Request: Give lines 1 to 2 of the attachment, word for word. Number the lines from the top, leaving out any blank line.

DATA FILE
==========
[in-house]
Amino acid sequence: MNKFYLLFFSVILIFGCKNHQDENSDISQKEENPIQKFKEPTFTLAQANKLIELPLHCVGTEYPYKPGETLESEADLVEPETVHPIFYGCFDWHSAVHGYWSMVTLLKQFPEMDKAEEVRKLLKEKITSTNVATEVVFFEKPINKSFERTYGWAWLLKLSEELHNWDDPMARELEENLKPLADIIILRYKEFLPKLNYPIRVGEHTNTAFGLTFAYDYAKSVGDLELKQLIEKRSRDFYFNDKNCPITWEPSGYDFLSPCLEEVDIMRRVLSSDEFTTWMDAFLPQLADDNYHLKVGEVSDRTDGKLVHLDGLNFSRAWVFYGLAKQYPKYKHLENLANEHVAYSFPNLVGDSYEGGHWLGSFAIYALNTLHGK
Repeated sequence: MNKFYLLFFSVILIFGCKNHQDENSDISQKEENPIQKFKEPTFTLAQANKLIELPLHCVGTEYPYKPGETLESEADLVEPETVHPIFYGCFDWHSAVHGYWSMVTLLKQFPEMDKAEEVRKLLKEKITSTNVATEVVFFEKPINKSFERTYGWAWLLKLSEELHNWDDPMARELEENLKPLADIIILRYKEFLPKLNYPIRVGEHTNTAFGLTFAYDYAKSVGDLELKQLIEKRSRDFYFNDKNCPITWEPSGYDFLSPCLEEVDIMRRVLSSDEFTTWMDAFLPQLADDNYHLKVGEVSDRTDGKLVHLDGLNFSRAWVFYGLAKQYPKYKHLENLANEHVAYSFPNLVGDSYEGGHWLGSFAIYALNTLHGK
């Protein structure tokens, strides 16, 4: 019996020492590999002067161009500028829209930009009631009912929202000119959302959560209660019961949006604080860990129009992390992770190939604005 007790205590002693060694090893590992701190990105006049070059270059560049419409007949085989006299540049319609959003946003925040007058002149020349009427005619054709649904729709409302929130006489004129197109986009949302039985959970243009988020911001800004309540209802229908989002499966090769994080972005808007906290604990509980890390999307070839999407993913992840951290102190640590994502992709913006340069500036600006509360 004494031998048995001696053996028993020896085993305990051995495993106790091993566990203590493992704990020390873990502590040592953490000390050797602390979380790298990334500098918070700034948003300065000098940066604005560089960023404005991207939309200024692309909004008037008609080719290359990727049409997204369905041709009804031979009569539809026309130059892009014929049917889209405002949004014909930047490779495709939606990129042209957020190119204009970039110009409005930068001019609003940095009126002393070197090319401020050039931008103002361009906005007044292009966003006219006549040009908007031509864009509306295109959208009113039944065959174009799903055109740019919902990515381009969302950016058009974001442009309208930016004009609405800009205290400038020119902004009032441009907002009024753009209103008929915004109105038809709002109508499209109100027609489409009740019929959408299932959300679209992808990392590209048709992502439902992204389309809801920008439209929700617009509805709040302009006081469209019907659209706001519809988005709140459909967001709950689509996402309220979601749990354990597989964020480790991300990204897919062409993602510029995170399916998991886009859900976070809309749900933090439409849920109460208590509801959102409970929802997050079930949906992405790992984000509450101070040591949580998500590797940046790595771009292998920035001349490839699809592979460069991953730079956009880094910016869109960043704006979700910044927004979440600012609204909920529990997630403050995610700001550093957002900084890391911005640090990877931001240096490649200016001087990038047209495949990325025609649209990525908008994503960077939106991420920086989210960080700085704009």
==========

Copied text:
[in-house]
Amino acid sequence: MNKFYLLFFSVILIFGCKNHQDENSDISQKEENPIQKFKEPTFTLAQANKLIELPLHCVGTEYPYKPGETLESEADLVEPETVHPIFYGCFDWHSAVHGYWSMVTLLKQFPEMDKAEEVRKLLKEKITSTNVATEVVFFEKPINKSFERTYGWAWLLKLSEELHNWDDPMARELEENLKPLADIIILRYKEFLPKLNYPIRVGEHTNTAFGLTFAYDYAKSVGDLELKQLIEKRSRDFYFNDKNCPITWEPSGYDFLSPCLEEVDIMRRVLSSDEFTTWMDAFLPQLADDNYHLKVGEVSDRTDGKLVHLDGLNFSRAWVFYGLAKQYPKYKHLENLANEHVAYSFPNLVGDSYEGGHWLGSFAIYALNTLHGK